On Taking Breaks

For most of my gaming life, I have always felt bad about taking breaks in my gaming. It always felt like I was letting down my friends if I couldn’t keep running a committed campaign for months on end. In reality, what would happen is that I would quickly burn-out and abandon games anyway because the pressure was too much.

Recently I have been re-evaluating this attitude. Largely, the impetus to examine my beliefs around being a Game Master arose out of my own significant mental health challenges about 18 months ago that led to me seeking therapy. But you don’t have to let things build to a crescendo to reconsider your own attitudes toward play.

As I understand it, within the theory behind Cognitive Behaviour Therapy (or CBT for short), our Thoughts lead to Emotions and, in turn, to Behaviours. Thus, what we do is rooted in what with feel and think. By extension, what we think is rooted in a litany of Rules.

In common parlance, we might simply say that these Rules are our Beliefs. Looking at my Game Mastering behaviours would allow us to look at the beliefs that might lie beneath them. From there, we can ask: is the rule true and is the rule helpful?

Newly Detected Rule: The GM should be running a committed game on a regular schedule until the campaign ends.

Is the rule true?


For me, the idea of a committed roleplaying game that runs for months or even years is a strongly appealing one. But it’s not the only way to play RPGs.

Consider how popular and common it is to play one session convention games, one-shots, and single adventures. On top of that, consider the idea of an Open Table.

With the popular approach, the game isn’t committed to anything beyond a few sessions or a single adventure. With an Open Table, the GM might play a great deal but there is no commitment to a specific schedule; you simply play as opportunity arises with whomever wants to play.

Is the rule helpful?


It’s not helpful to set up a very high expectation for attendance on a schedule over an often undisclosed period of time. Life changes. Things happen. Heck, sometimes we lose people and the group cannot maintain its cohesion. It’s likely that setting up the idea that you should be running a committed game for a long time is to set yourself up for failure.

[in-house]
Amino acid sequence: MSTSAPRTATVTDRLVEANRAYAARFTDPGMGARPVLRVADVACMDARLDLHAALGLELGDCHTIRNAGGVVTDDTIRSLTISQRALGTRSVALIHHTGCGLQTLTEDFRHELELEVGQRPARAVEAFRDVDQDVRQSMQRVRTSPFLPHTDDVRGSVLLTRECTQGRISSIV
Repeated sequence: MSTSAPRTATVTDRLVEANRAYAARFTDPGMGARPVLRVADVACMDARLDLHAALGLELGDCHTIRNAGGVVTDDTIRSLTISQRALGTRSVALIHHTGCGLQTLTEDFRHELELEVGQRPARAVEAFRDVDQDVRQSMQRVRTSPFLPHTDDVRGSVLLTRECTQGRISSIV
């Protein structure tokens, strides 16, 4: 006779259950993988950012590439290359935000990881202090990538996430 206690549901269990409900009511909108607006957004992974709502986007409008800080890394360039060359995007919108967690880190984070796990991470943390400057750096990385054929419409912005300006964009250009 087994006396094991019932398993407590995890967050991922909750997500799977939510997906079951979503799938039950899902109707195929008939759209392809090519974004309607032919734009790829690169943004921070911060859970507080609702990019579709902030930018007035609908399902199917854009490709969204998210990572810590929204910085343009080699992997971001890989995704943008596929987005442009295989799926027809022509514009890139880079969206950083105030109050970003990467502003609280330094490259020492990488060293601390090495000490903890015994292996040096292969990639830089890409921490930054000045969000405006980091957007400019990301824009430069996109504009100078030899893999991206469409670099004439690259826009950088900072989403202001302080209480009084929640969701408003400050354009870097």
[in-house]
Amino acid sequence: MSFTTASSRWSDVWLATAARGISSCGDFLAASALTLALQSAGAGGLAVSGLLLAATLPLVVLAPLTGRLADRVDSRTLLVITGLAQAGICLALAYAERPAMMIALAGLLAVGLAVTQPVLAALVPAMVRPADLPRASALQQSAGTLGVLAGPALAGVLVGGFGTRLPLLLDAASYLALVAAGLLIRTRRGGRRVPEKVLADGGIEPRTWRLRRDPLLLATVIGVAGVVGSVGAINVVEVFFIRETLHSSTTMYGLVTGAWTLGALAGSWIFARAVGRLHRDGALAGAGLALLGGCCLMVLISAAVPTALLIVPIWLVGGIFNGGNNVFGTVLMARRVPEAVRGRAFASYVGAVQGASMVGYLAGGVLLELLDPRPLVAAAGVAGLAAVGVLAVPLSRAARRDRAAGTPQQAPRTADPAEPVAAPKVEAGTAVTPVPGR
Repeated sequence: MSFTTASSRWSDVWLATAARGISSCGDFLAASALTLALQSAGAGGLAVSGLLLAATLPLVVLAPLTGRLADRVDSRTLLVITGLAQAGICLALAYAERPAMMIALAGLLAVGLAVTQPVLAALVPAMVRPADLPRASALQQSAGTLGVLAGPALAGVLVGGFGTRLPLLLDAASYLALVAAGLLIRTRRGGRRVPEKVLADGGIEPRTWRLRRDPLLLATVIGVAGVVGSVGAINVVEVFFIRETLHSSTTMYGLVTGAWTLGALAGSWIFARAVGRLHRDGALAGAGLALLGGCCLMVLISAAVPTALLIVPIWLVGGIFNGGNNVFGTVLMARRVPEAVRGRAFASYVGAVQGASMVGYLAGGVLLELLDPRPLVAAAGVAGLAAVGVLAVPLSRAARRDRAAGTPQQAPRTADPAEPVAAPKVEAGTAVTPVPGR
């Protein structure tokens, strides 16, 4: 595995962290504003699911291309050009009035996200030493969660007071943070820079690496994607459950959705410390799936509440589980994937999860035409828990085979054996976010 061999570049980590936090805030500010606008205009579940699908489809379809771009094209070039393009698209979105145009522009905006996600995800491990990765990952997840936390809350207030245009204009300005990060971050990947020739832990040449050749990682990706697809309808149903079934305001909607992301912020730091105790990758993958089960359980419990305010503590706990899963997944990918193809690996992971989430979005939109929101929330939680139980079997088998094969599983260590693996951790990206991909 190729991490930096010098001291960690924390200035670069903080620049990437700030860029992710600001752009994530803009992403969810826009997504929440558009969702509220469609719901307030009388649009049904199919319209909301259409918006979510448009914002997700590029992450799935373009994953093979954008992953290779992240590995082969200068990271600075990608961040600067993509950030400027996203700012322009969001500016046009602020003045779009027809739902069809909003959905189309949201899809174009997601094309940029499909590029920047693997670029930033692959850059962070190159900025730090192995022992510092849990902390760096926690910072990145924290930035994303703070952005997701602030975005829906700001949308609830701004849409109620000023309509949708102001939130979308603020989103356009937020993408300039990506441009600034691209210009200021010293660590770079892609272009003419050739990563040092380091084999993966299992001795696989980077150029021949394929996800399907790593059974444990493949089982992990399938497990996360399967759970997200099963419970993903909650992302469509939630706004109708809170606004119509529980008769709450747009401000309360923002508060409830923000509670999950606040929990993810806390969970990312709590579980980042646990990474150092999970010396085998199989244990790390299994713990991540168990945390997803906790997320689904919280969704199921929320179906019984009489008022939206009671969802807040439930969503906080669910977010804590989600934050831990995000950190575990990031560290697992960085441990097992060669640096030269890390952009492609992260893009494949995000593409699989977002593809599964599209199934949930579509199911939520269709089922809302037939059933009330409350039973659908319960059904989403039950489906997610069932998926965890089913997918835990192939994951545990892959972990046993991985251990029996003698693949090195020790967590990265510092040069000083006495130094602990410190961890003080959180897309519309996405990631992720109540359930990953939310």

Be suspicious of “shoulds” and “musts” in your thinking.

In my experience, it’s natural to run into periods in life where we simply don’t have the energy to give to our hobbies. We can’t always attend. We don’t always have a game to offer. And that’s ok.

Proposed Amended Rule: The GM could choose to run a committed game on a regular schedule but it’s ok to take a break when things get hard.

The corollary is that when you take a break you risk the group evaporating because, again, people are busy. Once an event comes out of our schedule, it’s very hard to put it back in.

I have taken to trying to keep the slot of time active while accepting that it’s ok not to play every session. We could just chill and chat instead. Or someone else can run today.

My suggestion is that setting yourself up to run a committed game for a single adventure over a pre-determined period of time is healthier. It’s ok to run a one-shot for a session or three and then re-evaluate. Do we want to continue? Great… let’s do another few sessions. And so on.

The mistake I’ve made for far too long is to imagine that once I begin a new game, I am committing myself to playing it… well, for how long? Forever? That’s simply not realistic.

Take a break when you need to. Players will understand.

Game on!


  1. This is a message I need to remind myself of all the time. Not setting unrealistic expectations and challenging our rules/beliefs.

    You’ve also been great at identifying when I think u’ll need a break in advance rather than leaving it last minute. Thus allowing others to find other things to do, but also letting u know u have that break to look forward to.
    It might help too if some of the players had optional one-shots to drop into the gap… if they’re ok to do that.
    Being open about why u need the time is great too. So we can all be honest about real factors in our lives, not ashamed and feel the acceptance and understanding of the group through it.
    Setting in the next planned session beyond the break also helps to keep the group together.
    All things you’ve been applying successfully 👍🏼


  2. I’ve been leaning towards much shorter campaigns (10-12 sessions of 3-ish hours each) for similar reasons. And lately, I’m experimenting with chopping things up even more finely, e.g. running “anthology” campaigns, where each scenario is 1-2 sessions. Characters are welcome (but not necessarily expected) in later scenarios in the same “campaign”. Think of a series of Call of Cthulhu scenarios run in something kind of like Twilight Zone style (but allowing for repeat appearances).

    Liked by 2 people

  3. I think a usable answer to this continual conundrum lies in the format of your podcast—seasons.

    Like a big project broken into smaller parts, it may be possible to run an “everlasting campaign” if you only commit to a small series of sessions within a series of seasons. This may be even more comfortable if an “open table” type of gaming is used.

    Liked by 2 people

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